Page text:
Southeast Missouri State University student publication

Column: The plight of mid-major basketball in the transfer portal era

Thursday, March 30, 2023

I’ve had time to think about it, and I can think clearly about the situation. A part of me thought Phillip Russell would stay and Southeast Missouri State University men's basketball could build something special, but looking back on the season, on his season, I guess I was being naive. Russell is entering his name in the transfer portal, meaning SEMO will likely lose their best player. Where have I seen this movie before?

Not to say I’ve lost faith in Brad Korn or the team as a whole, but this sucks; there is no sugar coating it. I would argue the future of SEMO basketball is every bit as uncertain now as it was after last season. To be clear, a player entering their name in the transfer portal does not automatically guarantee they will transfer, but all signs point to Russell leaving.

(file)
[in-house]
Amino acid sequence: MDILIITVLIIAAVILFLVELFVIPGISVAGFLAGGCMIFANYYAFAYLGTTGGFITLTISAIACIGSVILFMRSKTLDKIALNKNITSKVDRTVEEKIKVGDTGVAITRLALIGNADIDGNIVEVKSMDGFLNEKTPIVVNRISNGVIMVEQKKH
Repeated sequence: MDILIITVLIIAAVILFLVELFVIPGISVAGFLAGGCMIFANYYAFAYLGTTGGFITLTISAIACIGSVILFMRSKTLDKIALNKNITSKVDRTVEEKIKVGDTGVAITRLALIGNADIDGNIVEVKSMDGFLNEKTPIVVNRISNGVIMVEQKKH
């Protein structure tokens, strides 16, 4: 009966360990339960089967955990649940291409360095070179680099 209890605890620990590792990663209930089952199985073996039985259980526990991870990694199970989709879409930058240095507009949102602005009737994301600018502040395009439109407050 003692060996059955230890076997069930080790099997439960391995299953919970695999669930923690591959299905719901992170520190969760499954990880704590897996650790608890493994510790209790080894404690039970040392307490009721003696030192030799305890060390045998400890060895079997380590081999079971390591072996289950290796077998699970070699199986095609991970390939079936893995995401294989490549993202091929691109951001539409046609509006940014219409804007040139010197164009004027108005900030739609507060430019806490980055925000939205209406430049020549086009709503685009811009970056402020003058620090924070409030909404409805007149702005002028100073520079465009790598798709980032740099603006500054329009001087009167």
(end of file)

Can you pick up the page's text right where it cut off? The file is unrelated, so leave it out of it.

Even if he stays, there is no telling what will happen to his game in the coming season.

It’s fun to play the “what-if” game in your mind. What if players from the 2022 team like Eric Reed, DQ Nicholas, Nana Akenten and Nygal Russell had stayed together? What if we retained OVC stars like Eric Reed Jr. or Phillip Russell or any number of top OVC players who have left SEMO for one reason or another? What if the best group of players to grace the court for the Redhawks in the past two decades decided to stay in Cape Girardeau? Could this have been the start of a dominant era in our conference?

One can only speculate. One thing, however, is certain: Phillip Russell wants to leave the program he won a conference title with a few weeks prior. You might question Russell’s motives for transferring, but whatever his reason, I am sure he has his own best interests in mind, something no one should fault him for. I truly hope he succeeds wherever he lands.